I’m thrilled to post an interview with Andrew Bosley, illustrator of Everdell (and Pearlbrook expansion), Mission: Red Planet, Citadels, Love Letter, and a recently announced collaboration with Stonemaier games, Tapestry.
*Note: I had read a lot of about Andrew, and talked to him a bit prior to this interview. We skipped a lot of the preamble, but if you don’t know much about Andrew, you should check out the quality interviews at More Games Please, Board Game Atlas, or his Bosley Art.
Also note that this is a transcription from a call, so it reads convserationally.
Hi Andrew, thanks so much for joining me today.
Thanks for having me!
So I’ve read that you left Ubisoft after 7 years to freelance full time. You had this stable job in the big leagues, then you decided to set out on your own. What was that transition like?
Yeah, I was a concept artist and worked on some major projects including Ghost Recon, Assassin’s Creed, and Rainbow Six. When I decided to go freelance, I wasn’t a big name or anything, It’s not like Riot was knocking on my door. Going freelance meant developing connections and taking on lots of different kinds of work, at first taking on any project that came along. The transition into board games was slow.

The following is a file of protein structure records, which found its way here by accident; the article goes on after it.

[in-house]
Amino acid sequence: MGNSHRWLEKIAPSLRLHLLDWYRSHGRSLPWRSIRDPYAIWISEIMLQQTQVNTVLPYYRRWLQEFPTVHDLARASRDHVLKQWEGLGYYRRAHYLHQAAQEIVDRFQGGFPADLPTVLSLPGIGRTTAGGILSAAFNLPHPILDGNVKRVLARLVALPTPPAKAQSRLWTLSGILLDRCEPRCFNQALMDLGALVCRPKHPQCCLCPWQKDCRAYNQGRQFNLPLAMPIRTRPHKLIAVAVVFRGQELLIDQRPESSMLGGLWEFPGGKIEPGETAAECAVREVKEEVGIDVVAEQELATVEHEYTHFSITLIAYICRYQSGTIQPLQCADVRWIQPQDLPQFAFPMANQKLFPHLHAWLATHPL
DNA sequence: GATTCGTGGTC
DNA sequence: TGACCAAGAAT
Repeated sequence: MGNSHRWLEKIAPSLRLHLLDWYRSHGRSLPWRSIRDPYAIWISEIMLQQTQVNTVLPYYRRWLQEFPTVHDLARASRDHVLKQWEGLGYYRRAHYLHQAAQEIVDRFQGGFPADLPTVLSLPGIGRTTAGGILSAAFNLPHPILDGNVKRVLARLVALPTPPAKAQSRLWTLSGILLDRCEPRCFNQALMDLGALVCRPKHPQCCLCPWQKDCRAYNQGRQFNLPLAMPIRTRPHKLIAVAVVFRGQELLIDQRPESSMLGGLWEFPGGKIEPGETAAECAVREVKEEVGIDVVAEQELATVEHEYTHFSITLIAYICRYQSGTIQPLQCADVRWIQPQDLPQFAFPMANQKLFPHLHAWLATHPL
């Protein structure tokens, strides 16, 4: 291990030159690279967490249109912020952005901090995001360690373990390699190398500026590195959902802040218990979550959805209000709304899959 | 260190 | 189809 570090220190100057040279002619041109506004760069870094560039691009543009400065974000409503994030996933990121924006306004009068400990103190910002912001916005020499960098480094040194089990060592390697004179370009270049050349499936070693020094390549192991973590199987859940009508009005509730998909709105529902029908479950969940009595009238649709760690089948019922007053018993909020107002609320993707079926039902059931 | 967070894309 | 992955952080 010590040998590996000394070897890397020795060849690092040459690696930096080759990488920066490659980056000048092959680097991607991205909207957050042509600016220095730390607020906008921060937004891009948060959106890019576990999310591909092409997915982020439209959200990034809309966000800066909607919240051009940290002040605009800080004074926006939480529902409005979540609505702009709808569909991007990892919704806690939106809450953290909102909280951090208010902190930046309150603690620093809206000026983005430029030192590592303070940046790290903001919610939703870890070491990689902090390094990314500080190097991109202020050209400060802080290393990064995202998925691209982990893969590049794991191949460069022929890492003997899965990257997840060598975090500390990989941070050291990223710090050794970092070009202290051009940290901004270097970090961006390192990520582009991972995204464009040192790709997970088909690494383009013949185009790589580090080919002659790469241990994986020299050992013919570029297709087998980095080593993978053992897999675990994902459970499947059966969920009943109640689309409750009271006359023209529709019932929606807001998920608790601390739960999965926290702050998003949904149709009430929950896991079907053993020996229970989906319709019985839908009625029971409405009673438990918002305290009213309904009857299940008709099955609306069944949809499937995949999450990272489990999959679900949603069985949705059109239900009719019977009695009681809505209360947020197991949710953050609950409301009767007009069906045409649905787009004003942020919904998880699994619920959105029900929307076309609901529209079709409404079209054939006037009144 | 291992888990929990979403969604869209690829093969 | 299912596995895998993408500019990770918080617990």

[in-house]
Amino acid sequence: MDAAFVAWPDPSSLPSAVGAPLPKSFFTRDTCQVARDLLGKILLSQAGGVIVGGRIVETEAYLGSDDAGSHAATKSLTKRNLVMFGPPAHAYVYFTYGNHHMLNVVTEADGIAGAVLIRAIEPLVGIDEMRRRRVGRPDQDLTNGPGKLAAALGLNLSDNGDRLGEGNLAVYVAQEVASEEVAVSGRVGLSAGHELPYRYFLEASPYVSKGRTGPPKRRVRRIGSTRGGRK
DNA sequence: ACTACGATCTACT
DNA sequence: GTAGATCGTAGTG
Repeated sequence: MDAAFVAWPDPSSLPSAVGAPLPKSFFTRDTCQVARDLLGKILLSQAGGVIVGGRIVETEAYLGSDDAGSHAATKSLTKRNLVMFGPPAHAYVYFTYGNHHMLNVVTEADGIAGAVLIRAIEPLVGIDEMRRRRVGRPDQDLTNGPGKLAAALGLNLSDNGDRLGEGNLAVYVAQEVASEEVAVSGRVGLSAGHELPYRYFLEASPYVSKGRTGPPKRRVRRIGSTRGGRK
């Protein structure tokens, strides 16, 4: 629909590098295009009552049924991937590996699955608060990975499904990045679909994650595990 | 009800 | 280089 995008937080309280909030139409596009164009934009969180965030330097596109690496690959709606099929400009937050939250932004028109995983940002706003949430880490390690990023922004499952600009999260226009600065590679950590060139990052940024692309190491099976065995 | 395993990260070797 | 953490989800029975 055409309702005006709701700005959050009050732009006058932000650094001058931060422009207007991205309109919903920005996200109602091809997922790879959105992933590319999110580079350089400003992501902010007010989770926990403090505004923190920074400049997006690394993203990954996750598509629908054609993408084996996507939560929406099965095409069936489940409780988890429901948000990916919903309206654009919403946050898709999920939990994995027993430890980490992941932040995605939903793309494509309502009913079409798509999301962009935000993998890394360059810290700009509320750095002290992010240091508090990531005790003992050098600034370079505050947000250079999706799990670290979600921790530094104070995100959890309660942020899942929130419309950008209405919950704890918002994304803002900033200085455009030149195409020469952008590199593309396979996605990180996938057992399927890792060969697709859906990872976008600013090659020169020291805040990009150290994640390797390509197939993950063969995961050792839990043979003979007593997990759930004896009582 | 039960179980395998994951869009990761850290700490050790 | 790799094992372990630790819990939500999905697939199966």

Were there other skills you had to cultivate that you didn’t necessarily have from your prior career? What are some pros and cons between that “regular” style of work, versus a freelance lifestyle?
The goal was always to freelance. It gives me a lot more freedom in the projects that I choose to work on, ideally it also gives time for more personal projects. As far as things I had to pick up, yeah, a lot more marketing, social media, personal things to get my name out. I’m not a great social media person, so that was a challenge.
I also had to figure out the business side; what do I charge, what are best practices for communication, things like that. I had good connections to transition prior to freelancing due to Red storm. But yes, the goal was always to freelance.
I saw that you have a wife and 5 kids. That must keep you busy as well.
Yeah, ages 6 to 17! It definitely keeps us busy. One of them will probably pop in here during this interview!
I can only imagine – I have three daughters ages 1, 3, and 6, and that keeps us out straight. So how do you find the work-life balance? Is it easier or harder to weave that all together, now that you set your own hours?
It’s a big challenge, and I couldn’t do it without a wonderful, supportive wife. She’s been so, I guess you’d say accommodating? She’s good at making boundaries. We moved cross country, and one of the reasons was because our house has a separate building and studio space, so I’m “away” even though I’m just across the lawn. My kids will still pop in here all the time though, which is a great thing to have, and that is one of the biggest benefits of freelancing. I can have that flexibility, but it’s also a challenge.
Is it sometimes hard to sort of see your family during the day, but then have to get back into work mode?
The hardest thing for me is actually getting out of work mode! I’m a workaholic; the challenge is to leave it at the office. It can be tough to transition, but it gives me a ton of flexibility.
Stay tuned for part 2 in the next couple of days!